PHILIP GLASS: Einstein on the Beach (highlights) – Philip Glass Ensemble/soloists (CD); + “The Changing Image of Opera” doc. DVD – Brooklyn Academy of Music 1984/Chris Verges, producer – Orange Mt. Music OMM 0082 (Distr. by Harmonia mundi), CD 77:23, DVD 58:00 ****:
There is no escaping the fact that “minimalism” – in fact; seminal, radical minimalism–influenced music in nearly all genres since its appearance in the late 1960s, has been a success. There is also no disputing that Philip Glass will be remembered as not its “creator”, but as its greatest refiner, proponent and definer.
His opera, Einstein On the Beach, was, arguably, his breakthrough work; mesmerizing, controversial, beautiful and – to some – annoying all at once. It was not my own introduction to Glass (who I first heard when I was in high school and thought immediately of a need to find out more) but it was one of my first deep studies into his work.
This is a work that, structurally, is opera but not at all like anything opera goers were used to. Minimalism with its relentless repetitions and a text comprised of very spare and “stream of consciousness dialogue” by his collaborator, Robert Wilson, makes up the sound of the work. The look of the work is an equally arresting matter. Dancers who double as singers are the cast and the set is sparse, symbolic and architectural. The work of Robert Wilson is bold, bizarre and – I think – ultimately beautiful. There are books and videos about his other work that I think you should research after watching the documentary within this set. Glass’s work is – especially at the point in his career of Einstein – equally bold, mathematical and beautiful.
The title of the opera takes its name through portraying Einstein in the context of the world after the atomic bomb (“On the Beach” being a historic post-apocalyptic novel by Nevil Shute). It is not in any way a bio-opera, though, and nor is this recording the whole work. It is as described; a highlights disc. I am a proud owner of the original cast recording of the whole work on the Tomato label, vinyl, all more than four hours of it. Some of the music within has stayed in the performing repertoire of the Philip Glass Ensemble, such as “Train” and “Spaceship” with their ‘high-octane’ performance requirements. (Heard live this is stunning, by the way, for the demands it places on the performers).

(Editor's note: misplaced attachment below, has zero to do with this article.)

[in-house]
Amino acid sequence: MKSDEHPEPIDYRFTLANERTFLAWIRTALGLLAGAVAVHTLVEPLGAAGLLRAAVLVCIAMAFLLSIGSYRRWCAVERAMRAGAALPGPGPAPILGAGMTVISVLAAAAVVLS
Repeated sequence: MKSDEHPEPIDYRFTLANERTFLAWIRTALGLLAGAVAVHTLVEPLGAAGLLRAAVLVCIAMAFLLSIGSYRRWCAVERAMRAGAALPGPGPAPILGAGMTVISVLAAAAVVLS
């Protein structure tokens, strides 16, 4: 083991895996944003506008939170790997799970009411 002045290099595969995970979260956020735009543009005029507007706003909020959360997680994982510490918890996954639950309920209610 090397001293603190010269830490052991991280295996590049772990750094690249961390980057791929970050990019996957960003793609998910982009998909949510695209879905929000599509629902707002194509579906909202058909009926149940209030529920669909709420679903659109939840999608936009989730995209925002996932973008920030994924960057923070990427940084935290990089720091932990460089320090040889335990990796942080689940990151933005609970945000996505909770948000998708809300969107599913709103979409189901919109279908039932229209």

The CD, featuring pieces from the 1984 BAM performance is very fine, indeed, and mastered very well for optimum sound and presence. However, the real reason to buy this package is the DVD documentary by Chris A. Verges, again in conjunction with the Brooklyn Academy of Music – who has performed Einstein an astonishing three times. This is a well done and intriguing documentary. The video shows rehearsal and performance footage as well as very insightful conversations with Glass and Wilson. It is like looking at something that seems simultaneously old and historic while still as bizarre and attention seeking as it did thirty years ago.
Philip Glass went on to practically find a home in music theatre, writing several more operas, the most well known of which are Satyagraha, about Gandhi and Akhnaten about the Egyptian pharaoh (completing what Glass considered his “trilogy” of men who changed the world in science, politics and religion). Robert Wilson has also done many astonishing set designs, my favorites being those for Gluck, Alceste and Monteverdi, L’Orfeo. In each artist’s case, though, a strong case can be made that Einstein on the Beach was their “breakthrough” work.
On a personal note, I have had the pleasure of meeting Philip Glass a few times and he is a quiet but friendly and engaging man and I felt each time like I was in the presence of genius and a future historical figure. I would sure like to meet Robert Wilson sometime, for the same reasons.
In the meantime, this is one of my favorite releases from Orange Mountain, owned and managed by Glass’s long-time producer Kurt Munkacsi. I recommend it highly for fans of Philip Glass, for those who want an essential addition to 20th century music history and for the simply curious.